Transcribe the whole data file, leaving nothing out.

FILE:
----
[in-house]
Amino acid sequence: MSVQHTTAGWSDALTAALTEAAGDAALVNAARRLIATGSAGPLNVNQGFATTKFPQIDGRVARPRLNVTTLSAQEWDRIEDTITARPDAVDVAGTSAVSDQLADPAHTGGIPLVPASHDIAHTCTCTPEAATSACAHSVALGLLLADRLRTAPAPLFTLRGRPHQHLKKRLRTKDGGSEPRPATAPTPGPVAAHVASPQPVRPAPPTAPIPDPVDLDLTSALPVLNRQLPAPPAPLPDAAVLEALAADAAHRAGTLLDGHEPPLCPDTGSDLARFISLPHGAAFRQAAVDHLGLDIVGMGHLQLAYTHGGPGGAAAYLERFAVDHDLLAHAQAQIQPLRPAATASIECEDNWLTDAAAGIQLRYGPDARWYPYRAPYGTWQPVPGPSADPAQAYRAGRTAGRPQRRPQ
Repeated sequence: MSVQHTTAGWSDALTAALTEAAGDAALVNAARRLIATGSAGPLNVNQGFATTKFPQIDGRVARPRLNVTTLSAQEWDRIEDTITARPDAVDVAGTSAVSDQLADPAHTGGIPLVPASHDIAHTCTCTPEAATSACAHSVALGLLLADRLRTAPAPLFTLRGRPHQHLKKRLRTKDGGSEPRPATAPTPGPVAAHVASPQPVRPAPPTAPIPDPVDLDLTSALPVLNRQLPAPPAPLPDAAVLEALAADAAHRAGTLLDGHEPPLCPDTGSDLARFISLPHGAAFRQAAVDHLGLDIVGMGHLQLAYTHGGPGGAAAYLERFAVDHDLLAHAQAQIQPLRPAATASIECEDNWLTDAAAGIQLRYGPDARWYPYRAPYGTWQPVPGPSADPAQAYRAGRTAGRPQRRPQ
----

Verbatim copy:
[in-house]
Amino acid sequence: MSVQHTTAGWSDALTAALTEAAGDAALVNAARRLIATGSAGPLNVNQGFATTKFPQIDGRVARPRLNVTTLSAQEWDRIEDTITARPDAVDVAGTSAVSDQLADPAHTGGIPLVPASHDIAHTCTCTPEAATSACAHSVALGLLLADRLRTAPAPLFTLRGRPHQHLKKRLRTKDGGSEPRPATAPTPGPVAAHVASPQPVRPAPPTAPIPDPVDLDLTSALPVLNRQLPAPPAPLPDAAVLEALAADAAHRAGTLLDGHEPPLCPDTGSDLARFISLPHGAAFRQAAVDHLGLDIVGMGHLQLAYTHGGPGGAAAYLERFAVDHDLLAHAQAQIQPLRPAATASIECEDNWLTDAAAGIQLRYGPDARWYPYRAPYGTWQPVPGPSADPAQAYRAGRTAGRPQRRPQ
Repeated sequence: MSVQHTTAGWSDALTAALTEAAGDAALVNAARRLIATGSAGPLNVNQGFATTKFPQIDGRVARPRLNVTTLSAQEWDRIEDTITARPDAVDVAGTSAVSDQLADPAHTGGIPLVPASHDIAHTCTCTPEAATSACAHSVALGLLLADRLRTAPAPLFTLRGRPHQHLKKRLRTKDGGSEPRPATAPTPGPVAAHVASPQPVRPAPPTAPIPDPVDLDLTSALPVLNRQLPAPPAPLPDAAVLEALAADAAHRAGTLLDGHEPPLCPDTGSDLARFISLPHGAAFRQAAVDHLGLDIVGMGHLQLAYTHGGPGGAAAYLERFAVDHDLLAHAQAQIQPLRPAATASIECEDNWLTDAAAGIQLRYGPDARWYPYRAPYGTWQPVPGPSADPAQAYRAGRTAGRPQRRPQ